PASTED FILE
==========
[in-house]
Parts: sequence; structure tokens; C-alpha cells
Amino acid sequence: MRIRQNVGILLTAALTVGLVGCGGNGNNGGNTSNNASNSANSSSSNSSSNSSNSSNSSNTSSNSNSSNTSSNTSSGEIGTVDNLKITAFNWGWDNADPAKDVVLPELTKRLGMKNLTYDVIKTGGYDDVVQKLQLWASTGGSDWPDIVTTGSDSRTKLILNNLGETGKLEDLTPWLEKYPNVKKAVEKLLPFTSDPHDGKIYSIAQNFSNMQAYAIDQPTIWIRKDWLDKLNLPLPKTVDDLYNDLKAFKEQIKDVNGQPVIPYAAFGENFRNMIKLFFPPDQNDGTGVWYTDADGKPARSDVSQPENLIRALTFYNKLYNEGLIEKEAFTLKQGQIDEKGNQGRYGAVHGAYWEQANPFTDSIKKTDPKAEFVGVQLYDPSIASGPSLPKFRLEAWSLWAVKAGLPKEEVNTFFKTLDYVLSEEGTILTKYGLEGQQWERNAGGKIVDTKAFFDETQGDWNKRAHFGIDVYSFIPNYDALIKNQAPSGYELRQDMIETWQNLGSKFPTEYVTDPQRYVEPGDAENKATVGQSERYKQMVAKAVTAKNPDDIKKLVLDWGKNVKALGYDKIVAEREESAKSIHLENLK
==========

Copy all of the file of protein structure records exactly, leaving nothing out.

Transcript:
[in-house]
Parts: sequence; structure tokens; C-alpha cells
Amino acid sequence: MRIRQNVGILLTAALTVGLVGCGGNGNNGGNTSNNASNSANSSSSNSSSNSSNSSNSSNTSSNSNSSNTSSNTSSGEIGTVDNLKITAFNWGWDNADPAKDVVLPELTKRLGMKNLTYDVIKTGGYDDVVQKLQLWASTGGSDWPDIVTTGSDSRTKLILNNLGETGKLEDLTPWLEKYPNVKKAVEKLLPFTSDPHDGKIYSIAQNFSNMQAYAIDQPTIWIRKDWLDKLNLPLPKTVDDLYNDLKAFKEQIKDVNGQPVIPYAAFGENFRNMIKLFFPPDQNDGTGVWYTDADGKPARSDVSQPENLIRALTFYNKLYNEGLIEKEAFTLKQGQIDEKGNQGRYGAVHGAYWEQANPFTDSIKKTDPKAEFVGVQLYDPSIASGPSLPKFRLEAWSLWAVKAGLPKEEVNTFFKTLDYVLSEEGTILTKYGLEGQQWERNAGGKIVDTKAFFDETQGDWNKRAHFGIDVYSFIPNYDALIKNQAPSGYELRQDMIETWQNLGSKFPTEYVTDPQRYVEPGDAENKATVGQSERYKQMVAKAVTAKNPDDIKKLVLDWGKNVKALGYDKIVAEREESAKSIHLENLK